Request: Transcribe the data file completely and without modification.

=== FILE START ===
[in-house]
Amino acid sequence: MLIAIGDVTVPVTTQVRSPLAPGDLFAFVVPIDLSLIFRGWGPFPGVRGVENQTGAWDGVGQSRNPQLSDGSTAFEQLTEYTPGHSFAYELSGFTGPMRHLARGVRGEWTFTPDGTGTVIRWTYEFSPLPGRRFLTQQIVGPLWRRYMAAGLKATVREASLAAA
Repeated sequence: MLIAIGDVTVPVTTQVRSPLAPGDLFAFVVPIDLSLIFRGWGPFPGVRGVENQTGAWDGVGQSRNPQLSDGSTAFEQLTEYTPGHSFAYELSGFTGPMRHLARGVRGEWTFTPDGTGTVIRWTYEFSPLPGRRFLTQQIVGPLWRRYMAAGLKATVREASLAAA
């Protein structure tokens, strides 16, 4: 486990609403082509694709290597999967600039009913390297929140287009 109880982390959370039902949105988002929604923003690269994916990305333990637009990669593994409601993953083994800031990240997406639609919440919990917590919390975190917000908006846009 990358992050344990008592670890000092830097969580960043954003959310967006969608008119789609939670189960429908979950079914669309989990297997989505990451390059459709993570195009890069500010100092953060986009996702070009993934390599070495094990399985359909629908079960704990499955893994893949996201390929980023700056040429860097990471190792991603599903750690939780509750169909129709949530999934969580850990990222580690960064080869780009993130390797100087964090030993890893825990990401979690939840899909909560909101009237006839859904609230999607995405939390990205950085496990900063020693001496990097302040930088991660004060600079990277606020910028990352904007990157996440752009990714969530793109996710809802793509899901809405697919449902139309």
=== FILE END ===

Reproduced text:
[in-house]
Amino acid sequence: MLIAIGDVTVPVTTQVRSPLAPGDLFAFVVPIDLSLIFRGWGPFPGVRGVENQTGAWDGVGQSRNPQLSDGSTAFEQLTEYTPGHSFAYELSGFTGPMRHLARGVRGEWTFTPDGTGTVIRWTYEFSPLPGRRFLTQQIVGPLWRRYMAAGLKATVREASLAAA
Repeated sequence: MLIAIGDVTVPVTTQVRSPLAPGDLFAFVVPIDLSLIFRGWGPFPGVRGVENQTGAWDGVGQSRNPQLSDGSTAFEQLTEYTPGHSFAYELSGFTGPMRHLARGVRGEWTFTPDGTGTVIRWTYEFSPLPGRRFLTQQIVGPLWRRYMAAGLKATVREASLAAA
């Protein structure tokens, strides 16, 4: 486990609403082509694709290597999967600039009913390297929140287009 109880982390959370039902949105988002929604923003690269994916990305333990637009990669593994409601993953083994800031990240997406639609919440919990917590919390975190917000908006846009 990358992050344990008592670890000092830097969580960043954003959310967006969608008119789609939670189960429908979950079914669309989990297997989505990451390059459709993570195009890069500010100092953060986009996702070009993934390599070495094990399985359909629908079960704990499955893994893949996201390929980023700056040429860097990471190792991603599903750690939780509750169909129709949530999934969580850990990222580690960064080869780009993130390797100087964090030993890893825990990401979690939840899909909560909101009237006839859904609230999607995405939390990205950085496990900063020693001496990097302040930088991660004060600079990277606020910028990352904007990157996440752009990714969530793109996710809802793509899901809405697919449902139309």